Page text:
He says, “While large-scale commercial fishing vessels can still pursue and catch these fish say 20 km away, it is technically and financially prohibitive for small-scale operators with small boats to do so. This is where climate change becomes a social justice issue, impacting coastal communities’ access to food and causing loss of livelihoods and cultural identity.”

“At WorldFish, we are going beyond helping communities become climate resilient by creating viable livelihood opportunities, which include development of climate-resilient fish strains, adoption of sustainable aquaculture practices and assisting governments strengthen their fisheries policies, for fishing and fish farming-dependent communities to thrive under a changing climate,” he adds.

WorldFish research is helping prevent aquatic animal diseases, which cause an estimated global annual loss of over USD 6 billion, by ensuring that the food being produced is safe for human consumption.

“One of the critical aspects of fish farming is that once fish are exposed to a disease, the entire stock can perish.

We are democratizing fish health diagnosis with Lab in a Backpack initiative. It’s a compact digital tool that enables fish farmers to quickly diagnose the disease, contact service providers for treatment advice, and also learn how to deal with anti-microbial-resistant  diseases,” he explains.

The initiative is helping fish farmers build their capacity for the best biosecurity management practices by integrating the One Health approach, which prioritizes the health of fish, the environment, and people.

Besides diseases, plastic pollution in the ocean poses a significant threat to marine life and ecosystems. In November 2024, governments will meet for the final round of UN negotiations for a global treaty to end plastic pollution.

Mohammed says, “Once plastics enter the ocean, they are there to stay indefinitely. We have seen many instances of plastics harming marine life—straws stuck in the nostrils of turtles or dolphins—and now traces of microplastics have been found in fish tissues. It means those microplastics are being ingested by human beings, impacting their health too.”

“We need a legally binding treaty to mitigate plastic pollution. There is a global consensus now, but this needs to be followed by action on minimizing and eliminating plastic use and establishing a robust waste management system,” he adds.

Mohammed warns that many developed countries are prioritizing short-term economic gains at the cost of long-term sustainability and conservation of the global marine ecosystem. “We need to perceive the natural capital—marine life, oceans, and water bodies as economic infrastructure; and reinvest in them to ensure they continue to provide for us in the future,” he asserts.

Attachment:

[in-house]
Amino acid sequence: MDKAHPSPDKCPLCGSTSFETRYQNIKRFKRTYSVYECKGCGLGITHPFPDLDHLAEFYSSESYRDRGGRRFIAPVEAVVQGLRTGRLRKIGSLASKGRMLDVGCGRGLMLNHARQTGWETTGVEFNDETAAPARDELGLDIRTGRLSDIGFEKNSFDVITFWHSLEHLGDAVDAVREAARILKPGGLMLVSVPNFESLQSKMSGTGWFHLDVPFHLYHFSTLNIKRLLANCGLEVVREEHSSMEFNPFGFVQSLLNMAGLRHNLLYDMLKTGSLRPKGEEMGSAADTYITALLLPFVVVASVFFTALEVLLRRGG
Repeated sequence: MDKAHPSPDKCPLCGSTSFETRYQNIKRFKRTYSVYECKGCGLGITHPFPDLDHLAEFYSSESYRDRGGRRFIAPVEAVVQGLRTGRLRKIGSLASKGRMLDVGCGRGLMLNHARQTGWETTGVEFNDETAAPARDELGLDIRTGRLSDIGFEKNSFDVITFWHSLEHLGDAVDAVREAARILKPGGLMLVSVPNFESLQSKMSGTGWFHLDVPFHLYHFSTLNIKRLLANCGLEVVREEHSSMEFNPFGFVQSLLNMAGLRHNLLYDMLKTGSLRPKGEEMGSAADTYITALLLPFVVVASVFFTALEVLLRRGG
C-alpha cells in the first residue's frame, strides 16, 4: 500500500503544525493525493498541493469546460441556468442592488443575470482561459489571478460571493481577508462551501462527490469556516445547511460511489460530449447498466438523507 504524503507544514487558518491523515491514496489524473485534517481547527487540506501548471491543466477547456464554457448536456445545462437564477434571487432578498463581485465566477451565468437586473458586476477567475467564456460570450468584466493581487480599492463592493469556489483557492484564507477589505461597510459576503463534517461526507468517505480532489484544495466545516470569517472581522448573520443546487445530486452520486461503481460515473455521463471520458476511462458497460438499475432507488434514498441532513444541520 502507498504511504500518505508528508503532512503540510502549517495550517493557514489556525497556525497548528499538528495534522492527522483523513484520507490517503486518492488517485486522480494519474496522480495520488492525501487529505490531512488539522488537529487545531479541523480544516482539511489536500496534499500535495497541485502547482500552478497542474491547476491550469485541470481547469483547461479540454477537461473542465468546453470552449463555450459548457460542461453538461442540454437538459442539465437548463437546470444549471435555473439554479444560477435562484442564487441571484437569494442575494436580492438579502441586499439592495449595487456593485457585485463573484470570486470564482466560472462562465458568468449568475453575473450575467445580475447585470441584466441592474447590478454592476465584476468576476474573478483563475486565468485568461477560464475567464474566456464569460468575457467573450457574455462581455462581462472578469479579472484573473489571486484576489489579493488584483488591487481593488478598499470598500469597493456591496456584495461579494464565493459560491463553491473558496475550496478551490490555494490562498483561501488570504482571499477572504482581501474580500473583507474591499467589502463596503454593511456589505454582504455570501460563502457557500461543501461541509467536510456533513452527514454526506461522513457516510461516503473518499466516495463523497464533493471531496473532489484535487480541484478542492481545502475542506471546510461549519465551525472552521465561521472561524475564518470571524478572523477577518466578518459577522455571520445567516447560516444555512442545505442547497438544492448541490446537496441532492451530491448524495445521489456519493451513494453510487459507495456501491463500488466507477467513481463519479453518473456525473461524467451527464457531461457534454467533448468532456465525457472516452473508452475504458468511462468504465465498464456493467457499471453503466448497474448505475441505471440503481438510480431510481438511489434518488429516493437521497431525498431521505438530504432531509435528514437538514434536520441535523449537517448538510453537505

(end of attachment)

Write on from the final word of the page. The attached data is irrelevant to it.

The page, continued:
According to the World Bank, blue economy is the “sustainable use of ocean resources for economic growth, improved livelihoods, and jobs while preserving the health of the ocean ecosystem.”

Currently, investments in blue economy initiatives are not percolating down to developing countries. WorldFish research reveals that from 2017 to 2021, USD 5.9 billion allocated to blue economy initiatives was concentrated mainly in Europe and Central Asia, and 35 percent of examined projects had potential risks for creating or exacerbating social inequities.

“Blue economy investments must benefit developing countries and small island nations. Those who are farthest behind must be able to benefit the most,” Mohammed tells IPS.

The total fisheries and aquaculture production (excluding algae) is expected to reach over 200 million metric tons in 2030, according to the United Nation’s Food and Agriculture Organisation.

“Small-scale operators in the Global South supply up to 50 percent of aquatic food consumed globally. Ensuring that investments in the blue economy benefit these communities is essential for achieving shared prosperity and addressing climate change impacts on food security,” says Mohammed.

IPS UN Bureau Report


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IPS UN Bureau, IPS UN Bureau Report, Blue Economy, World Oceans Day 2024

India’s Election: Cracks Start to Show in Authoritarian Rule

Credit: Himanshu Sharma/picture alliance via Getty Images

By Andrew Firmin
LONDON, Jun 7 2024 – India’s Hindu nationalist strongman Narendra Modi has won his third prime ministerial term. But the result of the country’s April-to-June election fell short of the sweeping triumph that seemed within his grasp.